Indian Roll Number from the 1800s

  1. I have an Indian roll number from the 1800's that belongs to a relative of mine is there a way of searching this number to find out exactly who's it is as well as finding out what tribe their blood belongs to I believe it to be Seminole but am uncertain
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    The Indian Census Rolls, 1885–1940 (Microfilm M595) in the Records of the Bureau of Indian Affairs (Record Group 75) may be a good place to start. These rolls include individuals and families who maintained a formal connection with federally recognized American Indian tribes, although there is not a census for every tribe for every year. These records contain census schedules for the Seminoles living in Florida for the period 1913 to 1940. Roll 486 includes schedules of Florida Seminoles for the period 1913 to 1929, while roll 487 contains schedules of Florida Seminoles for the period 1930 to 1940. For more information about the records, including ways to access them online, see the National Archives page on Indian Census Rolls.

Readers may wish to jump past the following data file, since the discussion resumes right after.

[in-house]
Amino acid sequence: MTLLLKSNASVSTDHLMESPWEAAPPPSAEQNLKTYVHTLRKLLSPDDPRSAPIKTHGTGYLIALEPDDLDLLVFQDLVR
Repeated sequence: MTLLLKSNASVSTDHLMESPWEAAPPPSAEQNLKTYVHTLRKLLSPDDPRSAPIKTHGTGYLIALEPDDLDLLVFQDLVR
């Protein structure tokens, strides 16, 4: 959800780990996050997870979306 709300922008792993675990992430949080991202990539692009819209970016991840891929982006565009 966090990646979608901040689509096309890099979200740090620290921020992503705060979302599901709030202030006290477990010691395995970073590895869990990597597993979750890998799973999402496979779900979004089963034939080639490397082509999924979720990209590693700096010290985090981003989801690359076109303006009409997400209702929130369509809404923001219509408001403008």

When embarking on Native American genealogy, please note that the records in the custody of NARA often only detail those living on the reservations or being administered by the Bureau of Indian Affairs. If an ancestor was Native American and left the reservation or did not have interaction with the United States Government as such, they will not be recorded in NARA’s records and tracing their genealogy may be difficult.

    For additional rolls and indexes there are key elements that will assist in navigating you to the correction institution and collection. During your research you will want to determine your ancestors: name(s), the individuals/family tribe and roughly when and where the individual/family lived.

    For more information on individual families found within our Native American records or for tips on genealogical research, please visit our website: Researching an Individual or Family | National Archives or Start Your Genealogy Research | National Archives

    We hope this is helpful. Best of luck with your family research!

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